Islamic Economics Institute

Wednesday Academic Dialogue

What did hold back the Middle East?
The thesis of the long divergence revisited

Scientific Seminar with University of
Paris1 Panthéon Sorbonne, France 

Abdul Azim Islahi
Islamic Economics Institute
King Abdulaziz University, Jeddah

Wednesday 12 March, 2014 (11 Jamad I, 1435)


 The Middle East, beginning from the mid-seventh century C. E. nearly a thousand years, experienced remarkable progress, strong economy, high standard of living, and brilliant cultural and scientific activities. Then started a period of fall which continued for about four centuries. It is the same period when Europe made tremendous progress in the field of science and technology, politics and economics. The investigation into the causes of the rise of the West and decadence of the Middle East is a very pertinent theme. Although there are several studies related to the subject, still disagreement exists on the real causes of decline. The context of the present paper is a recently published book entitled The Long Divergence: How Islamic Law Held Back the Middle East by Timur Kuran.* The gist of the Long Divergence is that when the West gradually made the transition from medieval to modern economic institutions, corporations, banks, and big trading companies, which could assemble greater capital and survive longer, played the vital role in its development. Since certain provisions of Islamic Law seemingly result into fragmentation of assets, in the opinion of Kuran, they proved impediment in the way of accumulation of capital and continuation of corporations, hence responsible for the fall of the Middle East whose dominant population is follower of Islam. The present paper contends this thesis. It holds that in the Middle East the conditions were not ripe for the rise of such modern economic institutions.  The thesis of the long divergence is amusing and a novel explanation but at the same time a partial and simplistic analysis which ignores the deep rooted causes of overall decline including economic. The fault of this thesis is obvious from the fact that under the full implementation of Islamic law, the region made enviable development for about a thousand years, as noted above. Again the twentieth century developments in the Middle East proved inaccuracy of this thesis. Now the Middle East has big corporations, banks, investment trusts, industries, commercial exhibitions, etc. at the same time increasing adherences to the Islamic Law. The paper adopts a holistic approach to explore the real causes of the fall of the Middle East.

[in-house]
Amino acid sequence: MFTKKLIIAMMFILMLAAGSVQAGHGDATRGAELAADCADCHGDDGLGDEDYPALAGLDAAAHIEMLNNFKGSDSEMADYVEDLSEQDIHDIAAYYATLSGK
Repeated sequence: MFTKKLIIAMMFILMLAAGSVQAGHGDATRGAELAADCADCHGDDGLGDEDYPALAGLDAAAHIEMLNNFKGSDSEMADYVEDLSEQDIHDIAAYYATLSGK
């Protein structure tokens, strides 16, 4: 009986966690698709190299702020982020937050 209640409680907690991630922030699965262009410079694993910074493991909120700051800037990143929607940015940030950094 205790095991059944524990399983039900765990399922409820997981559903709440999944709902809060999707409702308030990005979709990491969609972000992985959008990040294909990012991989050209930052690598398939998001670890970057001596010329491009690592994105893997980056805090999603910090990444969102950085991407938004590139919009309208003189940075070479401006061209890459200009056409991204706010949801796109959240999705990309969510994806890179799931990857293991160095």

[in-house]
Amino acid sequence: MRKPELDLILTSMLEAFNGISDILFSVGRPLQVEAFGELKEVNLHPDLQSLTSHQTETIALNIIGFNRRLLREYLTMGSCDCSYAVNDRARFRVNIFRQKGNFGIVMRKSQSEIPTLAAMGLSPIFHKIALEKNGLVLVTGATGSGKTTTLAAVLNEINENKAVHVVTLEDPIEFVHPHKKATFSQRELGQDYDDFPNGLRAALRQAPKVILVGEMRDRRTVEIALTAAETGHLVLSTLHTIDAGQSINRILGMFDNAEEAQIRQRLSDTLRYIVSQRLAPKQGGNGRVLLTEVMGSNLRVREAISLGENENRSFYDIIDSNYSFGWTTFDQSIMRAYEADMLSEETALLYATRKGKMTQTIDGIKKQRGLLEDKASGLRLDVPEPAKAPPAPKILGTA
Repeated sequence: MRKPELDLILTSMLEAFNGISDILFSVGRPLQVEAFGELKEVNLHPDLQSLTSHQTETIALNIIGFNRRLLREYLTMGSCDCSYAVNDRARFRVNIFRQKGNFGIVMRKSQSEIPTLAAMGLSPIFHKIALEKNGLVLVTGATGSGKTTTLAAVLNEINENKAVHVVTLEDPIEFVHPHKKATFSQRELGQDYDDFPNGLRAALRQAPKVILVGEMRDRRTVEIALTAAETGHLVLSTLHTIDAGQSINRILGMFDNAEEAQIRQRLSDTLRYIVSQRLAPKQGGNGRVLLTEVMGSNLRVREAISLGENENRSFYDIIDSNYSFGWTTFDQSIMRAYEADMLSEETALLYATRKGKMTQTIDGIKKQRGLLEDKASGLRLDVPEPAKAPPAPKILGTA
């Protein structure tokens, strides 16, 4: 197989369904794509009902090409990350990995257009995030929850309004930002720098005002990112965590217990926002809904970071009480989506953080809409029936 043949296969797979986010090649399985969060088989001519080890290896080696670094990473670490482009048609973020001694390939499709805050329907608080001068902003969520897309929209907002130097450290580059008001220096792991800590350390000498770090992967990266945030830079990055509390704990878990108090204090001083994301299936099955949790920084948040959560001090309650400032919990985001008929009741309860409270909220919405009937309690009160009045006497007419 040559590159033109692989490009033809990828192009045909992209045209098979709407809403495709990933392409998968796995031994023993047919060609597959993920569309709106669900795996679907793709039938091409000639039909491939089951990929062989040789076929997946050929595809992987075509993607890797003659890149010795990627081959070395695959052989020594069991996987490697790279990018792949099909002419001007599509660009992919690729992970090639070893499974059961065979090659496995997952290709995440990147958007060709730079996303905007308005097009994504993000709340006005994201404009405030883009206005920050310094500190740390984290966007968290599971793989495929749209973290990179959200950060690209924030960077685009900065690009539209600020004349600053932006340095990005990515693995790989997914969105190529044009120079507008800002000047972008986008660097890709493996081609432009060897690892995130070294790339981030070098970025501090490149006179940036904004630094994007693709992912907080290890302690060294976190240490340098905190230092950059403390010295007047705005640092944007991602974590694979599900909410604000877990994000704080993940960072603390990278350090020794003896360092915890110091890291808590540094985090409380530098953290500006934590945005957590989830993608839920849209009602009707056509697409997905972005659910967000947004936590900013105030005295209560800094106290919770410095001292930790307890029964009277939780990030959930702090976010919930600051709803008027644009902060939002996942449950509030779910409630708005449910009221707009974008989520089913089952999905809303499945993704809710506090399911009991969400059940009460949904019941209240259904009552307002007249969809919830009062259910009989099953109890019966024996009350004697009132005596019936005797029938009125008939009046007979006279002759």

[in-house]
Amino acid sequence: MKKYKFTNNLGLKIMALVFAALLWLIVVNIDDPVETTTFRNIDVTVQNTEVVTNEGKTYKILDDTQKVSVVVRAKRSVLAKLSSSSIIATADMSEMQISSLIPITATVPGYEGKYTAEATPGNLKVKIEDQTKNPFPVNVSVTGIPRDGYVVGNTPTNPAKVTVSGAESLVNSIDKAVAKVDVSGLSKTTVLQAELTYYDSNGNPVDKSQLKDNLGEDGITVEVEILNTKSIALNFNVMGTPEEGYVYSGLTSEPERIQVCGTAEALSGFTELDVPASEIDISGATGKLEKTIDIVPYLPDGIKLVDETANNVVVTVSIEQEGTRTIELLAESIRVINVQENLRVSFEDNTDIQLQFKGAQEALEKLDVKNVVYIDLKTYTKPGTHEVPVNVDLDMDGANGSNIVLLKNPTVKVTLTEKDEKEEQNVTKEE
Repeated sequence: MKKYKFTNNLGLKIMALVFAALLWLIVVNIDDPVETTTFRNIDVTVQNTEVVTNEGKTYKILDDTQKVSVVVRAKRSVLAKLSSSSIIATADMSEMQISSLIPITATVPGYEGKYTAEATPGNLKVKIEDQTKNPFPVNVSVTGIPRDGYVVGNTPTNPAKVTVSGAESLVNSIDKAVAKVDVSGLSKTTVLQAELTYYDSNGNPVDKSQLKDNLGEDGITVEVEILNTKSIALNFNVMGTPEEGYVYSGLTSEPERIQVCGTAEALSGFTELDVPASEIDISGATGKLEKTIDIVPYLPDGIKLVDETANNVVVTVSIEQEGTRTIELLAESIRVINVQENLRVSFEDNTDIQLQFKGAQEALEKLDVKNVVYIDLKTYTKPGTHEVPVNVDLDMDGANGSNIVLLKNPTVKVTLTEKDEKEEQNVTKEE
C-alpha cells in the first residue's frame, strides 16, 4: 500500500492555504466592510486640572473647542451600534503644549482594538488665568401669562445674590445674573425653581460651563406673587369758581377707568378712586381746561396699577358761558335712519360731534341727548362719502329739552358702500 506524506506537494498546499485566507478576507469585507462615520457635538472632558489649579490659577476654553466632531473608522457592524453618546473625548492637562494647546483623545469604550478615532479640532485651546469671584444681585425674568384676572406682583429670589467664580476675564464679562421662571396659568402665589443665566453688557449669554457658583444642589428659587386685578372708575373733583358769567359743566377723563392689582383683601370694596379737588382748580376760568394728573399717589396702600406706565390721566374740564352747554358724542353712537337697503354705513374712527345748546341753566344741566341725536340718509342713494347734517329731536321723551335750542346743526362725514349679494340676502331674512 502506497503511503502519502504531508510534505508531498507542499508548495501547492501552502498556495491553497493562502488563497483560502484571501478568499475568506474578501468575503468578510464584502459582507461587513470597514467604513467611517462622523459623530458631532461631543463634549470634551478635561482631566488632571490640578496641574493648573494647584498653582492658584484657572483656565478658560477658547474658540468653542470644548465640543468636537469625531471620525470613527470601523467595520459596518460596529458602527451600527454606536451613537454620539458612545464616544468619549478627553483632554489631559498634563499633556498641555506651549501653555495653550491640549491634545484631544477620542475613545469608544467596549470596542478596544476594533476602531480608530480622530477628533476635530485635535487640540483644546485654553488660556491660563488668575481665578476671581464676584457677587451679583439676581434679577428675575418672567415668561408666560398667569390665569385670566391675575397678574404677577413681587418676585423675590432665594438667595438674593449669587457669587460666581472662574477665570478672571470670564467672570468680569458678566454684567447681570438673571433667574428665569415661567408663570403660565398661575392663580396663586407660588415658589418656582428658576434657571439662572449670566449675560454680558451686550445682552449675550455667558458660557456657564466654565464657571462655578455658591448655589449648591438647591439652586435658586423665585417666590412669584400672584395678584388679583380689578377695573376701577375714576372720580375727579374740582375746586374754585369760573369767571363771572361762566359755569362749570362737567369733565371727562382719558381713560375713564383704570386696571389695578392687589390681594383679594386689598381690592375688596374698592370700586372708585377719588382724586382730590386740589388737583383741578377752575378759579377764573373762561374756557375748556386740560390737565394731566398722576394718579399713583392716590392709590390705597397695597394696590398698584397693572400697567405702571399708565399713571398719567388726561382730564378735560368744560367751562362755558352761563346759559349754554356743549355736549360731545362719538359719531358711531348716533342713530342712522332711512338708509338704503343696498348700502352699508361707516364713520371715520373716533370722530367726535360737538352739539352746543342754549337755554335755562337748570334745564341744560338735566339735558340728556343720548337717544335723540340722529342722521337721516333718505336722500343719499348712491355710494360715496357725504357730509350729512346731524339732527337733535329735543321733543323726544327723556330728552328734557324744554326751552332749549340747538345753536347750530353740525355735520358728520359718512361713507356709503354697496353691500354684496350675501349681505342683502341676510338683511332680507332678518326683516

* For a review on the book please refer to JKAU: Islamic Econ., Vol. 25 No. 2, pp: 253-261 (2012 A.D./1433 A.H.), or click the following link:


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